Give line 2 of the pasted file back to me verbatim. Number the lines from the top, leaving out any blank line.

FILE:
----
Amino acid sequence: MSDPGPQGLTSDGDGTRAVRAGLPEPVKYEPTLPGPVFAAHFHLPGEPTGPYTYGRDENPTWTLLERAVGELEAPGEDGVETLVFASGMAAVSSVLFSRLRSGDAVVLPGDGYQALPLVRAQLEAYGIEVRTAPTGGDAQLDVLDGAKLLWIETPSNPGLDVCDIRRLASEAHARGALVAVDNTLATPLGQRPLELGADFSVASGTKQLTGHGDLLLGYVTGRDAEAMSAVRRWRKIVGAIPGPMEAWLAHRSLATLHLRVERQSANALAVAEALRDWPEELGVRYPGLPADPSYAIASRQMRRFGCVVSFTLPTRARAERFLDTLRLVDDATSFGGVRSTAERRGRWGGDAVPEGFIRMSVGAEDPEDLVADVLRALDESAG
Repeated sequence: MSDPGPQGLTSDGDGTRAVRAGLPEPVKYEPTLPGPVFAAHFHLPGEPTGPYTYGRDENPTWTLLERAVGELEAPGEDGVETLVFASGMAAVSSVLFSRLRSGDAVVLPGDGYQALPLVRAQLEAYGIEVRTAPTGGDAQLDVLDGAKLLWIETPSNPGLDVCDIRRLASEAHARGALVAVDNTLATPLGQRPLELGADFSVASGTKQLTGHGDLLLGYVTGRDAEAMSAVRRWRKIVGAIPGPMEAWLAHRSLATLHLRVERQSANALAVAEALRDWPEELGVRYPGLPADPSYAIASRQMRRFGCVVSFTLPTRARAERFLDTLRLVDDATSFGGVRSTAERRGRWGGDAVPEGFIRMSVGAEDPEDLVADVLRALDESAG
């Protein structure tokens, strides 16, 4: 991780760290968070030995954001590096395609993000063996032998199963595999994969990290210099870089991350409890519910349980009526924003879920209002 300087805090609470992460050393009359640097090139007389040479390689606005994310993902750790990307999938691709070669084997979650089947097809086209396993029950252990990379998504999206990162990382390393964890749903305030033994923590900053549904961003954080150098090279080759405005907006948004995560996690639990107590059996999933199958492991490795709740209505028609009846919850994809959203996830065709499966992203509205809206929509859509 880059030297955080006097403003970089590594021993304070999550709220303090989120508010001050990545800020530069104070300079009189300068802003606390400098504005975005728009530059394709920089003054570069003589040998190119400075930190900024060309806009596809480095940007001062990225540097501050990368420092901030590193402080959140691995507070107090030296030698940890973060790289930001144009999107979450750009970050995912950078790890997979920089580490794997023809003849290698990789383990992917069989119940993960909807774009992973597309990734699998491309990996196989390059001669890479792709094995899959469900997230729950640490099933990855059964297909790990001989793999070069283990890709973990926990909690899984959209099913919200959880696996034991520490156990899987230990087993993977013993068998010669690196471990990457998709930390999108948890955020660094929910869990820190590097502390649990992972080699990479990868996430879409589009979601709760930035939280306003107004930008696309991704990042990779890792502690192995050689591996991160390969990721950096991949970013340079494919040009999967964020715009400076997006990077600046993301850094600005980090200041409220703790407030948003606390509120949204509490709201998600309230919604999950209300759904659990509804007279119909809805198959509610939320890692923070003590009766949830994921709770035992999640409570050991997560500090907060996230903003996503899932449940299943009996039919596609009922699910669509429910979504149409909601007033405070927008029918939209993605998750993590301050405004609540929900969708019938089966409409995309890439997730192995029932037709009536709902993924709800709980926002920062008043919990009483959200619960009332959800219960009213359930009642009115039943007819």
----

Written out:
Repeated sequence: MSDPGPQGLTSDGDGTRAVRAGLPEPVKYEPTLPGPVFAAHFHLPGEPTGPYTYGRDENPTWTLLERAVGELEAPGEDGVETLVFASGMAAVSSVLFSRLRSGDAVVLPGDGYQALPLVRAQLEAYGIEVRTAPTGGDAQLDVLDGAKLLWIETPSNPGLDVCDIRRLASEAHARGALVAVDNTLATPLGQRPLELGADFSVASGTKQLTGHGDLLLGYVTGRDAEAMSAVRRWRKIVGAIPGPMEAWLAHRSLATLHLRVERQSANALAVAEALRDWPEELGVRYPGLPADPSYAIASRQMRRFGCVVSFTLPTRARAERFLDTLRLVDDATSFGGVRSTAERRGRWGGDAVPEGFIRMSVGAEDPEDLVADVLRALDESAG